Key Things to Know about Macau’s Trust Law

Publication | 25 April 2023

On November 3, 2022, the Legislative Assembly has approved Law no.15/2022 (the “Trust Law”). It is the first time that the Macau SAR legislates trusts, a legal concept more typical of common law jurisdictions. The broader policy behind this legislation is economic diversification and themodernization of Macau’s financial system.

In fact, with the rapid economic development of Macau in the last decades, social wealth has accumulated and the demand for wealth management solutions increased. The enactment of the Trust Law aims to provide the public with innovative property transfer models and flexible estate planning. It will also allow banks, insurers, and other financial institutions to offer diversified financial and insurance solutions to meet those needs. The Trust Law has come into force on December 1st , 2022.

Key Things to Know about Macau’s Trust Law

1. What is the legal definition of a Trust?

A trust is an arrangement by which a trustor transfers the ownership and control of certain assets to a trustee, who holds, manages and disposes such assets in the interest of one or more beneficiaries.

2. What is the legal status of a Trust?

A trust does not have legal personality. It is an estate with autonomy composed by an accumulation of assets. It is similar in that way to an investment fund or a pension fund. A trust’s estate is independent from the estates of the trustor, the trustee, and the beneficiaries.

3. What could be the purposes of a Trust and how may it be used?

A trust may be used to hold and protect personal or business assets and to isolate such assets from risks arising from the future activities of the trustor. Trusts may also be used to ensure the continuity of ownership and the preservation of estates. For these reasons, trusts are typically used as instruments of wealth management, estate distribution and risk minimization. Trusts are also convenient vehicles for employee share schemes where the trust can hold the shares for the benefit of employees and dividends are distributed to the beneficiary employees without the need for ownership of the shares to change when employees join or leave the company. Significantly, trusts are often utilized within the financial and the insurance sectors to create and market diversified investment and insurance products.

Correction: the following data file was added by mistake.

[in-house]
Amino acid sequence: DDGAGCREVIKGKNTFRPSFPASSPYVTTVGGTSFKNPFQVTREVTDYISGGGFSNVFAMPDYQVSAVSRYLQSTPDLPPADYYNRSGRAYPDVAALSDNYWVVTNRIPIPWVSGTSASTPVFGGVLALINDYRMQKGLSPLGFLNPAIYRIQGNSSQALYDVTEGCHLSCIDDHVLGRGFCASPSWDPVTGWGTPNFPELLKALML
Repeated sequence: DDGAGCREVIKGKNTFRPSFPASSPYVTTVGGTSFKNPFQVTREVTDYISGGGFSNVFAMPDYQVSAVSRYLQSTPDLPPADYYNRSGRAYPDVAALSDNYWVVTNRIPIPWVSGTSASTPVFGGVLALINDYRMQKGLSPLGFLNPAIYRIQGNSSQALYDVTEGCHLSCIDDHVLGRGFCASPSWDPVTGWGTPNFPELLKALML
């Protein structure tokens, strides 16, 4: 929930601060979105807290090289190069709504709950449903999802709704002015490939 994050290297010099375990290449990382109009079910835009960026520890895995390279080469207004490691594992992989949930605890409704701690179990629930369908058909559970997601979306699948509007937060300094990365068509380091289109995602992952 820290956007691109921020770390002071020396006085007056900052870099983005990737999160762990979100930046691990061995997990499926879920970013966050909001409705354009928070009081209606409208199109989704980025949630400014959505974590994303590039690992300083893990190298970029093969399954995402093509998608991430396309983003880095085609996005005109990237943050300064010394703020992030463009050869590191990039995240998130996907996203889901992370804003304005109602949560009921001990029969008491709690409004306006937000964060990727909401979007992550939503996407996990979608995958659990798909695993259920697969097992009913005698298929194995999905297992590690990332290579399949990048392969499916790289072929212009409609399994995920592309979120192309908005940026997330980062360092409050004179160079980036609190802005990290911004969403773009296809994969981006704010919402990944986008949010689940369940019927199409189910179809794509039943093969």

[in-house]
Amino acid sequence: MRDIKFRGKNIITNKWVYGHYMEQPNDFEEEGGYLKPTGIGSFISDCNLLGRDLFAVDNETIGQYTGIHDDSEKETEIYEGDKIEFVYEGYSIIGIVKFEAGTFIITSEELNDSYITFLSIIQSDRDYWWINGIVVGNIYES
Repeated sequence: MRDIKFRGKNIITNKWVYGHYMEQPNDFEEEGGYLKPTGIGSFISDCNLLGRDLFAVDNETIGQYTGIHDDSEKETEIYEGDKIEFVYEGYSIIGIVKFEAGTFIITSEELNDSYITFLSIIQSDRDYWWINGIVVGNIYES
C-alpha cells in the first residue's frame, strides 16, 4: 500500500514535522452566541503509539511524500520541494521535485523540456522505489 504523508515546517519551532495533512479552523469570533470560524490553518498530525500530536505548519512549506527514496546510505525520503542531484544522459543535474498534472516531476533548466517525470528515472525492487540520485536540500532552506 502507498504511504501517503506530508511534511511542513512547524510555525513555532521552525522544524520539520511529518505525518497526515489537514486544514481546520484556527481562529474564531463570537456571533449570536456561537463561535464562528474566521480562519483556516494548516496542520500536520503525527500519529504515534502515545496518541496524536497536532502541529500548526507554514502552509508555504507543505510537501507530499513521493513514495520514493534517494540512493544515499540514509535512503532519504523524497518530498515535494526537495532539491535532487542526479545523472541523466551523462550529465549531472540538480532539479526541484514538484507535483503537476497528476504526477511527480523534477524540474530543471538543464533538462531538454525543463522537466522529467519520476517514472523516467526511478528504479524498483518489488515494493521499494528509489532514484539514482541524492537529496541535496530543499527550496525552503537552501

4. How do you form a trust?

A trust may be formed by contract (a living trust) or by will (a testamentary trust). A living trust is formed with the execution of a private document (constitutional document), unless other formalities must be observed due to the nature of the property allocated to the trust (e.g., real estate property will require that the trust is formed by public deed). A testamentary trust is formed by execution of a will pursuant to the rules of elaboration of wills as stipulated in the Macau Civil Code.

5. What are the key differences between a Living Trust and a Testamentary Trust?

One of the key differences is the moment when the trust becomes effective. A living trust is effective on the date determined by a living trustor or upon the satisfaction of any condition precedent set out in the trust constitutional document. A testamentary trust is only effective upon the death of the trustor. Significantly, a testamentary trust must comply with the rules governing the disposition of assets in death emerging from the Macau Civil Code.

6. What type of assets may be held on Trust and how are they protected?

Any type of asset may be allocated to a trust and one single trust may have different types of assets, including movable assets (e.g., shares) and immovable assets (e.g., real estate). In the case of assets subjectto mandatory registration, their transfer to the trust is also subject to registration. Such assets will be registered under the name of the trustee, with specific indication that they are property of the trust.

The assets allocated to a trust are, in principle, only liable for debts arising from the management of the trust’s estate.The trust’s estate is therefore protected from debts or liabilities incurred by the trustor upon the formation of the trust.

7. Who can be a Trustee and what are the main rights and obligations of a Trustee?

Pursuant to the Trust Law, only the following types of entities can act as trustees:

  1. credit institutions
  2. financial companies
  3. asset management companies
  4. investment fund management companies